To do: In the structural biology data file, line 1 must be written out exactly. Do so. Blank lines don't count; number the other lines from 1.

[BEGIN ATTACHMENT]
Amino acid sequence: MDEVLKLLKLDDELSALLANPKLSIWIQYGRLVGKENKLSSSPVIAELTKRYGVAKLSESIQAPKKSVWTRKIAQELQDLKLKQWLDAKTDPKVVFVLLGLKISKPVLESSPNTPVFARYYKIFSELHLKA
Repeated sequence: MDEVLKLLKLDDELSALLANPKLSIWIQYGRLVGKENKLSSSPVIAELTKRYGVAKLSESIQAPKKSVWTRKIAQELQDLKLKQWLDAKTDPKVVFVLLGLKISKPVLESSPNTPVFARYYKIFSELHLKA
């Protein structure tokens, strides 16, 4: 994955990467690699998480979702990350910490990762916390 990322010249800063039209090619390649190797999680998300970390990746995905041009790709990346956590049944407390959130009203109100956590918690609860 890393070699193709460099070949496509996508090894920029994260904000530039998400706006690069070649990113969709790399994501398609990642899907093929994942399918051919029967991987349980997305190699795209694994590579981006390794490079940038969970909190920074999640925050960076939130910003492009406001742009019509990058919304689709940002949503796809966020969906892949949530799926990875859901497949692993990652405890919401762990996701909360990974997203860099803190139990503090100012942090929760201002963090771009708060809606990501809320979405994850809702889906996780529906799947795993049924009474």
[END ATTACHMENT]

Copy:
Amino acid sequence: MDEVLKLLKLDDELSALLANPKLSIWIQYGRLVGKENKLSSSPVIAELTKRYGVAKLSESIQAPKKSVWTRKIAQELQDLKLKQWLDAKTDPKVVFVLLGLKISKPVLESSPNTPVFARYYKIFSELHLKA